The Obama administration’s expected decision to try suspected al Qaeda operative Nazih Abdul-Hamed al-Ruqai in federal court in New York City as opposed to a military tribunal has relaunched a heated debate over the prosecution of suspected terrorists.
Ruqai, known by his alias as Abu Anas al-Libi, is currently being interrogated on a Navy ship in the Mediterranean. Though administration officials say no decision has been made on the type of court they will provide Libi, anonymous officials have told several media outlets that he will be sent to New York for criminal prosecution. Responding to those articles, a string of hawkish Republicans have come out against the idea of treating Libi as anything but an enemy combatant — with some calling for his immediate detention in Guantanamo Bay, Cuba.
"I believe the most responsible course of action would be to hold him as an enemy combatant at Guantanamo Bay for intelligence gathering purposes," said Republican Senator Lindsey Graham in a statement. "U.S. Navy ships were never intended to be confinement and interrogation facilities in the War on the Terror. The use of ships, instead of Guantanamo Bay, will greatly compromise our ability to gather intelligence from captured terrorists."
In a separate statement, New Hampshire Sen. Kelly Ayotte echoed her opposition to treating Libi as a criminal. "As an al Qaeda leader who is suspected of involvement in deadly terrorist attacks against American embassies in Africa, al-Libi should be treated as an enemy combatant, detained in military custody, and interrogated to gather information that will prevent future attacks and help locate other al Qaeda terrorists," she told The Cable in a statement.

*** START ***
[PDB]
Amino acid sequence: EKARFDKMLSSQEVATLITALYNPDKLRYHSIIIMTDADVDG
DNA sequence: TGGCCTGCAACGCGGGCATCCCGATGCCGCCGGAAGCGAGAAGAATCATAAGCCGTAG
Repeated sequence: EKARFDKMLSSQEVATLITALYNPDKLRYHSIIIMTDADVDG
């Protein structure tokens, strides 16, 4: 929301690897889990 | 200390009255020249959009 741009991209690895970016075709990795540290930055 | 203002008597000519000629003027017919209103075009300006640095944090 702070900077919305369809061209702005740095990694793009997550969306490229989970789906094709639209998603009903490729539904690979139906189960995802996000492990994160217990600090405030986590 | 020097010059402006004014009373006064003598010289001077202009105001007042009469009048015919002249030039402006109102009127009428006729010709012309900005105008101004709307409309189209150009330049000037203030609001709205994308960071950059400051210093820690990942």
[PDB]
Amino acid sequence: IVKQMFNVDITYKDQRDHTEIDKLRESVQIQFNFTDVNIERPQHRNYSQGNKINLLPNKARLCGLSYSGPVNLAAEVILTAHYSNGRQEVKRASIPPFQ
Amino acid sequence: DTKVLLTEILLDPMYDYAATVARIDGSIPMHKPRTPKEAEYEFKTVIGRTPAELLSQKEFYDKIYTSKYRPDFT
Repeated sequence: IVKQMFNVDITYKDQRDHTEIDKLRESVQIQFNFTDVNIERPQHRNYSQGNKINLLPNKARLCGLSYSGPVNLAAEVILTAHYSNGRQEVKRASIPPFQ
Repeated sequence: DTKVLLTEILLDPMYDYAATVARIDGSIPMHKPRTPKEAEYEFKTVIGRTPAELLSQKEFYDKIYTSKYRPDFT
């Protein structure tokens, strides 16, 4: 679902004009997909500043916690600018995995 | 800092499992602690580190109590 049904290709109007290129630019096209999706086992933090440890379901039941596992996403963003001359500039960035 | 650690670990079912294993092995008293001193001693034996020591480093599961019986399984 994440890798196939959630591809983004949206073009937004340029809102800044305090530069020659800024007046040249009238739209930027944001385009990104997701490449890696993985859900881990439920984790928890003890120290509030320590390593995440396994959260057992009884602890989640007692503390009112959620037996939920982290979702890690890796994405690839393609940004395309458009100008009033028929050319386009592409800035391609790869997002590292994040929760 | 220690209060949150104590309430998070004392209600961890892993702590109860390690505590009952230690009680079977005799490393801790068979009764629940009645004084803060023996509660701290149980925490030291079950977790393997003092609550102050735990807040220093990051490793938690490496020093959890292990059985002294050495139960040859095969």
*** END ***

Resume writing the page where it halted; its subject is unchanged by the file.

Republican Mike Rogers, chairman of the House Intelligence Committee, said he was "profoundly concerned" that prosecuting al-Libi in a civilian court would prevent authorities from obtaining "the intelligence we need from him to help prevent future attacks and to break up terrorist networks." He added: "Enemy combatants should be tried in a military commission."
Other members of Congress urged the administration to disregard GOP calls for a military tribunal. "I support a civilian prosecution and hope that the Administration will resist any call to bring al-Libi before a military commission," said Democratic Congressman. Adam Schiff, in a statement. "The Justice Department has demonstrated a far greater ability to successfully prosecute terrorists in federal courts than the military commissions have thus far been able to show."
Congressional efforts to derail civilian trials for terror suspects have had some success in the past, particularly in the case of 9/11 mastermind Khalid Sheikh Mohammad. In 2009, after Attorney General Eric Holder announced that Mohammad would be tried in New York, a wave of Congressional scrutiny and public consternation led him to reverse course and opt for a military commission.
On Monday, White House spokesperson Caitlin Hayden ruled out Guantanamo as an option of Libi. "The Administration is seeking to close Guantanamo, not add to its population," she said. She added that the ultimate decision on how to try Libi is with the Justice Department and the Pentagon.
In response to complaints by the Libyan government that the seizure of Libi on the streets of Tripoli amounted to a kidnapping, Secretary of State John Kerry noted Libi’s indictment by a U.S. court. "An indictment is an accusation," Kerry said Monday. "In our legal system the defendant is presumed innocent until proven guilty, but he will now have an opportunity to defend himself and to be appropriately brought to justice in a court of law."